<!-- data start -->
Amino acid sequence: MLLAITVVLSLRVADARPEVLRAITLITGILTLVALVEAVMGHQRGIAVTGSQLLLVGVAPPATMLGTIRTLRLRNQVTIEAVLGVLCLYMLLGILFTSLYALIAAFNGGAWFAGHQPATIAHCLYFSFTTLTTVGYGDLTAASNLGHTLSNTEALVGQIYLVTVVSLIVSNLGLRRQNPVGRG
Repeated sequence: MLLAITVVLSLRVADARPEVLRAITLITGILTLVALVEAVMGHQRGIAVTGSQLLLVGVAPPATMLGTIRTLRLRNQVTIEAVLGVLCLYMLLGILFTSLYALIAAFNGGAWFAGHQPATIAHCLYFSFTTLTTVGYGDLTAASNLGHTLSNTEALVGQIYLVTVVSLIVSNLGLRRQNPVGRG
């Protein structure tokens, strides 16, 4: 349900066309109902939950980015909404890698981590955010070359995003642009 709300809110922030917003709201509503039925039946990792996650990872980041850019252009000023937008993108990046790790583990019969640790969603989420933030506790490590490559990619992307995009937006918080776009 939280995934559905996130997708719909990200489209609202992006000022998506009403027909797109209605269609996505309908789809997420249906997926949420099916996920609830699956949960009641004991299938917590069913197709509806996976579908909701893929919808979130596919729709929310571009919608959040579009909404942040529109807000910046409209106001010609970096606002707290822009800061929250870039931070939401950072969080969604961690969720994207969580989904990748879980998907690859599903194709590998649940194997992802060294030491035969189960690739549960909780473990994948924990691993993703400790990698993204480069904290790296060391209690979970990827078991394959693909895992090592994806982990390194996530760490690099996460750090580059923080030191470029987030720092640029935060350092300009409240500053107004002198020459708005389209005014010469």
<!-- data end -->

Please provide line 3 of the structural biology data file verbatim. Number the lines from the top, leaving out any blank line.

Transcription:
């Protein structure tokens, strides 16, 4: 349900066309109902939950980015909404890698981590955010070359995003642009 709300809110922030917003709201509503039925039946990792996650990872980041850019252009000023937008993108990046790790583990019969640790969603989420933030506790490590490559990619992307995009937006918080776009 939280995934559905996130997708719909990200489209609202992006000022998506009403027909797109209605269609996505309908789809997420249906997926949420099916996920609830699956949960009641004991299938917590069913197709509806996976579908909701893929919808979130596919729709929310571009919608959040579009909404942040529109807000910046409209106001010609970096606002707290822009800061929250870039931070939401950072969080969604961690969720994207969580989904990748879980998907690859599903194709590998649940194997992802060294030491035969189960690739549960909780473990994948924990691993993703400790990698993204480069904290790296060391209690979970990827078991394959693909895992090592994806982990390194996530760490690099996460750090580059923080030191470029987030720092640029935060350092300009409240500053107004002198020459708005389209005014010469």